The Brainiac (1962)
Baron of Terror
El BarĂ³n del Terror

Nomination Year: 2012
There's a brainiac, brainiac on the loose
and he's suckin' brains 'cause he likes to drink the juice


This is an oddly-paced film. Large swathes of it are almost immobile. The opening scene, for instance, is primarily done in dark colors, with nobody moving. The Inquisition is putting the Baron d'Estera on trial. Voice-over narration is followed by dialogue primarily from members of the Inquisition ... who wear black hoods. The only motion in the first few minutes of the movie is when they cut to the Baron, laughing. Of course, they only had one clip of the actor laughing....

These scenes are punctuated with moments of sheer bad brilliance, such as the pope-inspired Clothing of Shame that the Baron wears while being burnt at the stake in the year IGGI (a really horrible font choice for "1661"), or the moment that the comet turns into a big piece of baked alaska and comes in for a landing.

The Inquisition have tried to get a confession out of Baron d'Estera, but he won't talk. His buddy (dressed like Hamlet) speaks up in his behalf, and gets lashes for his audacity. The Baron is burned at the stake, but threatens to return to wreak his vengeance in three hundred years, when ... he looks overhead and sees a transparency in the sky ... that comet returns to earth. His vengeance will be wreaked on all the descendants of the four inquisitors.

We figured this was setting up for a Quentin Tarantino/John Woo bloodbath. After all, the Inquisition was a Catholic thing, and three hundred years could lead to a lot of descendants from four men. Something to make 300 look like Twelve Angry Men.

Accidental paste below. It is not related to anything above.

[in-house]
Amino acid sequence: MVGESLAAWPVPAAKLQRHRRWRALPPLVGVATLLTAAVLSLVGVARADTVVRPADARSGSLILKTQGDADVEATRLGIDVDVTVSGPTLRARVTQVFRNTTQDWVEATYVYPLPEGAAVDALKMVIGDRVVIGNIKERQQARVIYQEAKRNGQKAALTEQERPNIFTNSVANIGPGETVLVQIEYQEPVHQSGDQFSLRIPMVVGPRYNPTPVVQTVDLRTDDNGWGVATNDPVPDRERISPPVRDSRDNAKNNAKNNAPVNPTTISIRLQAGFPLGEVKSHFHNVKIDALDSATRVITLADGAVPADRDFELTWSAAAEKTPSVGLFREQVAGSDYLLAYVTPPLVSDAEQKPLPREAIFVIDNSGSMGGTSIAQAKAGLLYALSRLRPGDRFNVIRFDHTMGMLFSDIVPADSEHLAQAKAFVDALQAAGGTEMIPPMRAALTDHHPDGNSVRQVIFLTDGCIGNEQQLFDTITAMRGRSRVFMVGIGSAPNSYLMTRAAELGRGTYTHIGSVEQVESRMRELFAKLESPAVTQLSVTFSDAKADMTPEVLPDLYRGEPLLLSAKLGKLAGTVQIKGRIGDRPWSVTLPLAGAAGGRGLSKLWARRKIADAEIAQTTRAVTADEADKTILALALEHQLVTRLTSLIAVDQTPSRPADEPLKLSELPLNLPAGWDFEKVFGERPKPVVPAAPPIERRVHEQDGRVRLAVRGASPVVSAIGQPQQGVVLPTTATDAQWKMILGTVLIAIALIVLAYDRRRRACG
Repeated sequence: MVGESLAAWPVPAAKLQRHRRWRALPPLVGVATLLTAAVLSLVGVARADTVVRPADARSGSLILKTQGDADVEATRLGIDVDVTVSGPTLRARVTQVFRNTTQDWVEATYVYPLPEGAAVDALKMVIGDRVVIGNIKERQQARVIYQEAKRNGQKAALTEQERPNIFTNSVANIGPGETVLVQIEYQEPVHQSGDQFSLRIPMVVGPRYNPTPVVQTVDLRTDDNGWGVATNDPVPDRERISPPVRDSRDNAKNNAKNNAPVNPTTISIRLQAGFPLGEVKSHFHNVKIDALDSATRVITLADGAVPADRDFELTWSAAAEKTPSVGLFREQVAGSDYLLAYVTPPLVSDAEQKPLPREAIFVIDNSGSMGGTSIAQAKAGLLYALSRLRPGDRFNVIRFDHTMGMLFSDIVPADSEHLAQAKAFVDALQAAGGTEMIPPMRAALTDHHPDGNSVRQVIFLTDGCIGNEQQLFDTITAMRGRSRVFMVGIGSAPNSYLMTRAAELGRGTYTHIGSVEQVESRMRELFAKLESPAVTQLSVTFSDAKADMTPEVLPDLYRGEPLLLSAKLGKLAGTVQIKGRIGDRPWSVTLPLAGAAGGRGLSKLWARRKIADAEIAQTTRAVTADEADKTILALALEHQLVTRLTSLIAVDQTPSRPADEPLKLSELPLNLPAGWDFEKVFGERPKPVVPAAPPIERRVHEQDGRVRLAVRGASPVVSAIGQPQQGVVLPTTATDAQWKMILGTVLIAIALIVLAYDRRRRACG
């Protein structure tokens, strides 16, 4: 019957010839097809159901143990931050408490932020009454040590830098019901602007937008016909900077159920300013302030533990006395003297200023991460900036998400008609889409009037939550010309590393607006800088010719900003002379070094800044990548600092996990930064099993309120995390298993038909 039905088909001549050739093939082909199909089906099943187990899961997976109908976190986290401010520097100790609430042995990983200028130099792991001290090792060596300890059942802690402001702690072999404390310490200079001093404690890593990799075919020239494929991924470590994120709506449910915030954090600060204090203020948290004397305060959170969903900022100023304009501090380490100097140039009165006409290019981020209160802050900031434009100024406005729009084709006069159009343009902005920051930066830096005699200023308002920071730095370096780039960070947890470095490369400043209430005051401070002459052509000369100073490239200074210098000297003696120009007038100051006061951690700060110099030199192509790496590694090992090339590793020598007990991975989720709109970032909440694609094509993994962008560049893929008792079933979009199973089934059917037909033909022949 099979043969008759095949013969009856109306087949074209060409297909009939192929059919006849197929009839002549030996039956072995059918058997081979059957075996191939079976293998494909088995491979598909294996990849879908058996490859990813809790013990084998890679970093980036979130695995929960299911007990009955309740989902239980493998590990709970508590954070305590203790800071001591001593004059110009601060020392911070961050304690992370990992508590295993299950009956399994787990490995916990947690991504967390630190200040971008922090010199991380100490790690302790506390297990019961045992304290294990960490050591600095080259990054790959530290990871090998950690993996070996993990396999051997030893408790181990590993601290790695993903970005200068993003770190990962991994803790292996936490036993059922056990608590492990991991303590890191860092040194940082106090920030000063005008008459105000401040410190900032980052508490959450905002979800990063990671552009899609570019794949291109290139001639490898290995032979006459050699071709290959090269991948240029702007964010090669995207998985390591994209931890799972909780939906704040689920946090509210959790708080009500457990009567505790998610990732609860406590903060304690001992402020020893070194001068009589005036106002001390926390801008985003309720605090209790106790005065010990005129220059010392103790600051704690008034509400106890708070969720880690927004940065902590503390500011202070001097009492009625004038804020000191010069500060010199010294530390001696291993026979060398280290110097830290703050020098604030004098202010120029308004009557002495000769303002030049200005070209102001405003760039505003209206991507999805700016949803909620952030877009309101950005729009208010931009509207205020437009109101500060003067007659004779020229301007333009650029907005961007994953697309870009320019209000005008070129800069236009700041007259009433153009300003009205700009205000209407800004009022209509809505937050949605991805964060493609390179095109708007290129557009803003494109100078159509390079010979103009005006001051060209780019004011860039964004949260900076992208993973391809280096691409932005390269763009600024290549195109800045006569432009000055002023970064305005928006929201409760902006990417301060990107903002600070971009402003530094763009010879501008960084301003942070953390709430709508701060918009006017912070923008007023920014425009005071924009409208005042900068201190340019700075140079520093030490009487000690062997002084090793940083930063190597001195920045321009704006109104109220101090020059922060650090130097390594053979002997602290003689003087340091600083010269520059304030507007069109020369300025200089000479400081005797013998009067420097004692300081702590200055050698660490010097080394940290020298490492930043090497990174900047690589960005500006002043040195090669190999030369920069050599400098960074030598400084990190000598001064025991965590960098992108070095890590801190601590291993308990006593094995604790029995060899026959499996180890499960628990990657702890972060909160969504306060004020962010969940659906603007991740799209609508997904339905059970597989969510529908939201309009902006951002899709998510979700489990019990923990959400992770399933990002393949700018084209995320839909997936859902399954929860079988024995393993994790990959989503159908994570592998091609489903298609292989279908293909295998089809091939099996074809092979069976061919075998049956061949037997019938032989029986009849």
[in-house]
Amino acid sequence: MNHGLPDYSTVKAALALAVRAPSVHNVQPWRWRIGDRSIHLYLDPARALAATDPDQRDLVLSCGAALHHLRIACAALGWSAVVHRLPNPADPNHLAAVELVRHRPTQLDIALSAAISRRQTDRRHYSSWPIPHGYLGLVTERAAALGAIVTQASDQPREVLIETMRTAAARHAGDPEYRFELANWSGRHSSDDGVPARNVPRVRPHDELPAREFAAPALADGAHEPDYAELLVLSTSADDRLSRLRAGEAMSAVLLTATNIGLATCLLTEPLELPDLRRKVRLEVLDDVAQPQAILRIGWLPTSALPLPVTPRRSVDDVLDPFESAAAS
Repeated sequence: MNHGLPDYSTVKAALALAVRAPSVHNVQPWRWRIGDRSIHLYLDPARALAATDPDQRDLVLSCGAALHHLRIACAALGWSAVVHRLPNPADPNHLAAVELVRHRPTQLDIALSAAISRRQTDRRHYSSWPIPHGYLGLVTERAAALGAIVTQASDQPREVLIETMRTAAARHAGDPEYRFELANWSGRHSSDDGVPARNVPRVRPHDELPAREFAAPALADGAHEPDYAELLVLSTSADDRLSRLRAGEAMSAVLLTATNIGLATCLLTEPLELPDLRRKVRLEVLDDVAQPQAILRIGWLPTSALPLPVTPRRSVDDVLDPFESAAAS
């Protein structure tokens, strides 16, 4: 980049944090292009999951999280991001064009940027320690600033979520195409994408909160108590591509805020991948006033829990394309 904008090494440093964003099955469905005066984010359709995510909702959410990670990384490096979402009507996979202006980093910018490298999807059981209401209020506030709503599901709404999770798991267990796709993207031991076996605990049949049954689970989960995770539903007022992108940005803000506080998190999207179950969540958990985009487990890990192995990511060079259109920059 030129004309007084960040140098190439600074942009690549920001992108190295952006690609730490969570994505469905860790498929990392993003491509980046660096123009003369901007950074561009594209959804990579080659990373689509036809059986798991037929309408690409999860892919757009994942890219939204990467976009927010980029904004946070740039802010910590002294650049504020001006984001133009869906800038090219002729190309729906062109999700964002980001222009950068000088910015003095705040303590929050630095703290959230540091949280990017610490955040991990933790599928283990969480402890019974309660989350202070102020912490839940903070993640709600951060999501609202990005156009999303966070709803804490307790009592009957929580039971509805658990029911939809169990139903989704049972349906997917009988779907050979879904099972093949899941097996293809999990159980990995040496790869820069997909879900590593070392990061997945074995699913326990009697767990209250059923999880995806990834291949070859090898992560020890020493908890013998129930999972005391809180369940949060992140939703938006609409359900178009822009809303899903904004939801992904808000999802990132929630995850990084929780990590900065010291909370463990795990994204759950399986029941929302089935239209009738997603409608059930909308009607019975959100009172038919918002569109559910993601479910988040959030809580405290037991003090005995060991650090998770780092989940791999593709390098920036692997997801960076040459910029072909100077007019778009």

But, no. When the comet returns, there are only apparently six to eight (we were never really sure) descendants of the inquisitors. The Baron returns in the clever guise of a shapeshifting mosquito-themed space alien, and he kills his victims by sucking their brains out through two holes in the back of their neck. The holes are approximately Peso-sized, which becomes humorously relevant later in the movie, when we see that somehow all the victim's brains are fully-intact, and kept in a goblet, from which the Baron eats daintily with a long spoon. But I digress.

The Baron starts killing folks, and gets all the way down to our astronomer boyfriend-girlfriend pair (who saw the comet but missed its transformation to giant dessert barge). She's descended from an inquisitor, but he's descended from Hamlet (the Baron's old buddy). This buys just enough time during the climactic brain-sucking-attempt sequence for the bungling cops to show up with flamethrowers and kill the Baron.

The End.

Stupidest-Looking Monster

What was in that last drink?
In its natural environment (?), the Brainiac strikes. It's sort of a nutcracker-looking Spanish werewolf thingy with bug eyes and a mosquito-like proboscis (through which it sucks brains). No wonder it masquerades as human.

Actors/Directors of Note
Actor Claim to Fame
David Silva  
Federico Curiel also directed many (most?) of the El Santo movies, and wrote on the order of 50 films (including The Brainiac
Director Claim to Fame
Chano Urueta prolific Lucha Libre writer and director 

Kevin Hogan

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